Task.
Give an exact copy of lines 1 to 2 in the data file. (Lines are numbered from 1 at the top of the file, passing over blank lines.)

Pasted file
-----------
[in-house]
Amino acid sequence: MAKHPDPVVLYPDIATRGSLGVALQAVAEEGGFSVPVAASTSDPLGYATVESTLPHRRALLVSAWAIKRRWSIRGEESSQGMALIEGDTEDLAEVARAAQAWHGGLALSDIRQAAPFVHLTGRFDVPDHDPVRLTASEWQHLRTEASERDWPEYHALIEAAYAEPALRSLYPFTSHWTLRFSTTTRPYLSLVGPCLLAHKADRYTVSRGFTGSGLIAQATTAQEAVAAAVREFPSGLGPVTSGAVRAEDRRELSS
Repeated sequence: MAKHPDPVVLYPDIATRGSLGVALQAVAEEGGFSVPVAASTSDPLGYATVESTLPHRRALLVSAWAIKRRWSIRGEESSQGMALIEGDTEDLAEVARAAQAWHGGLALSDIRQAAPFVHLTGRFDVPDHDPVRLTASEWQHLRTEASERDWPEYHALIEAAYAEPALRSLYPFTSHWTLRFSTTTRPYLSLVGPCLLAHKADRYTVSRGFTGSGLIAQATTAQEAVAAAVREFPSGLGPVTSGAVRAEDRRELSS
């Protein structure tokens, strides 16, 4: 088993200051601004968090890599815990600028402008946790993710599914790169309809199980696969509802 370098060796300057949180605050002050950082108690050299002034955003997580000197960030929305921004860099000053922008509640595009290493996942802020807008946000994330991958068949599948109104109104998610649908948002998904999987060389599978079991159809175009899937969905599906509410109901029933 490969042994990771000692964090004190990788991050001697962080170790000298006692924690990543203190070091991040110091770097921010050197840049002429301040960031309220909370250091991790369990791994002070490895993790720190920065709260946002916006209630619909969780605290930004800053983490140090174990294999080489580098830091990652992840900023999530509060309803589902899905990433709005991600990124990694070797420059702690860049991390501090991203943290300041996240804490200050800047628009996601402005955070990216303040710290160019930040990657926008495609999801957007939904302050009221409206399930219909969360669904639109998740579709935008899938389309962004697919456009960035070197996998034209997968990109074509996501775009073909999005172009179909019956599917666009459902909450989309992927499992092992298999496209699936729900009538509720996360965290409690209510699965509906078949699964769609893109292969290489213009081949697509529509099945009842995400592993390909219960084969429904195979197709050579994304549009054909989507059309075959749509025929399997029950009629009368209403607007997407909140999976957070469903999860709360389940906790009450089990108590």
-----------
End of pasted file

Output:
[in-house]
Amino acid sequence: MAKHPDPVVLYPDIATRGSLGVALQAVAEEGGFSVPVAASTSDPLGYATVESTLPHRRALLVSAWAIKRRWSIRGEESSQGMALIEGDTEDLAEVARAAQAWHGGLALSDIRQAAPFVHLTGRFDVPDHDPVRLTASEWQHLRTEASERDWPEYHALIEAAYAEPALRSLYPFTSHWTLRFSTTTRPYLSLVGPCLLAHKADRYTVSRGFTGSGLIAQATTAQEAVAAAVREFPSGLGPVTSGAVRAEDRRELSS